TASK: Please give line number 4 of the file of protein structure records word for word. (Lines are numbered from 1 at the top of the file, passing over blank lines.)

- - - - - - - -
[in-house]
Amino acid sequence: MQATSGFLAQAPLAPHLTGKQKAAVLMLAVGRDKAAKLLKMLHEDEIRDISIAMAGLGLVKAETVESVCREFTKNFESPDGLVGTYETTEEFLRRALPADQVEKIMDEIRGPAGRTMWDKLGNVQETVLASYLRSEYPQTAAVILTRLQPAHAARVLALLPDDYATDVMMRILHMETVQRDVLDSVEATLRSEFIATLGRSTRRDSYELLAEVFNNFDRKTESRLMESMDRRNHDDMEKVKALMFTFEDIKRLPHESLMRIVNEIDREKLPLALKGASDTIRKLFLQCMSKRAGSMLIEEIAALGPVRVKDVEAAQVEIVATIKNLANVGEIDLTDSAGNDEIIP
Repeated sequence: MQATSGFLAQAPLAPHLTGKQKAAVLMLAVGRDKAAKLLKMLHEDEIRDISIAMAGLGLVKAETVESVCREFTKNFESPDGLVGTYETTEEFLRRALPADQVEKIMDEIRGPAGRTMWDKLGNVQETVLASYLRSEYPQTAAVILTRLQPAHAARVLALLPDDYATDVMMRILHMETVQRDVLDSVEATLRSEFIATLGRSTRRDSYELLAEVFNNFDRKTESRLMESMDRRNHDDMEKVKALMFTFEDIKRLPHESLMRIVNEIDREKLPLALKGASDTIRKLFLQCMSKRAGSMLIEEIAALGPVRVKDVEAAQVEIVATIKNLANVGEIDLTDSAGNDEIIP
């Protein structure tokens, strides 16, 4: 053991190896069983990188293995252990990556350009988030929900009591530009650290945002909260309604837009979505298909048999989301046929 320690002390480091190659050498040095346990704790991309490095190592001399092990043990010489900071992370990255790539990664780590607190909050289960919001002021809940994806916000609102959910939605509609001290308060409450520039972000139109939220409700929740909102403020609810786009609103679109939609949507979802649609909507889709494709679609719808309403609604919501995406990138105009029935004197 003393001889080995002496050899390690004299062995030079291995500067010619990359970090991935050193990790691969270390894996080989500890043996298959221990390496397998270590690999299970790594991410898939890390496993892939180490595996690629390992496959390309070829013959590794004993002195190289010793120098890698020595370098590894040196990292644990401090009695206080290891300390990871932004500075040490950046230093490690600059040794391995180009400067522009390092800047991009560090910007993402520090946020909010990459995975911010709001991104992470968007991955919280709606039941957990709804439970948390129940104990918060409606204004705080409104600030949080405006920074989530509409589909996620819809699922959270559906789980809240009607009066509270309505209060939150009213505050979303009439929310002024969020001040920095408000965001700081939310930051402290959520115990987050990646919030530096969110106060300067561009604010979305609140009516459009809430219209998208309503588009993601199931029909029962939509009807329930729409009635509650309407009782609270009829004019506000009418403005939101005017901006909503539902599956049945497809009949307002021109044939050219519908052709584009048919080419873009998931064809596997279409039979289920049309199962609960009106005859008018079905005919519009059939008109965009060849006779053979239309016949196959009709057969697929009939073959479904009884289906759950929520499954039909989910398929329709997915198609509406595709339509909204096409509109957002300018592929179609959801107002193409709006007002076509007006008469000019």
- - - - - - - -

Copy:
């Protein structure tokens, strides 16, 4: 053991190896069983990188293995252990990556350009988030929900009591530009650290945002909260309604837009979505298909048999989301046929 320690002390480091190659050498040095346990704790991309490095190592001399092990043990010489900071992370990255790539990664780590607190909050289960919001002021809940994806916000609102959910939605509609001290308060409450520039972000139109939220409700929740909102403020609810786009609103679109939609949507979802649609909507889709494709679609719808309403609604919501995406990138105009029935004197 003393001889080995002496050899390690004299062995030079291995500067010619990359970090991935050193990790691969270390894996080989500890043996298959221990390496397998270590690999299970790594991410898939890390496993892939180490595996690629390992496959390309070829013959590794004993002195190289010793120098890698020595370098590894040196990292644990401090009695206080290891300390990871932004500075040490950046230093490690600059040794391995180009400067522009390092800047991009560090910007993402520090946020909010990459995975911010709001991104992470968007991955919280709606039941957990709804439970948390129940104990918060409606204004705080409104600030949080405006920074989530509409589909996620819809699922959270559906789980809240009607009066509270309505209060939150009213505050979303009439929310002024969020001040920095408000965001700081939310930051402290959520115990987050990646919030530096969110106060300067561009604010979305609140009516459009809430219209998208309503588009993601199931029909029962939509009807329930729409009635509650309407009782609270009829004019506000009418403005939101005017901006909503539902599956049945497809009949307002021109044939050219519908052709584009048919080419873009998931064809596997279409039979289920049309199962609960009106005859008018079905005919519009059939008109965009060849006779053979239309016949196959009709057969697929009939073959479904009884289906759950929520499954039909989910398929329709997915198609509406595709339509909204096409509109957002300018592929179609959801107002193409709006007002076509007006008469000019």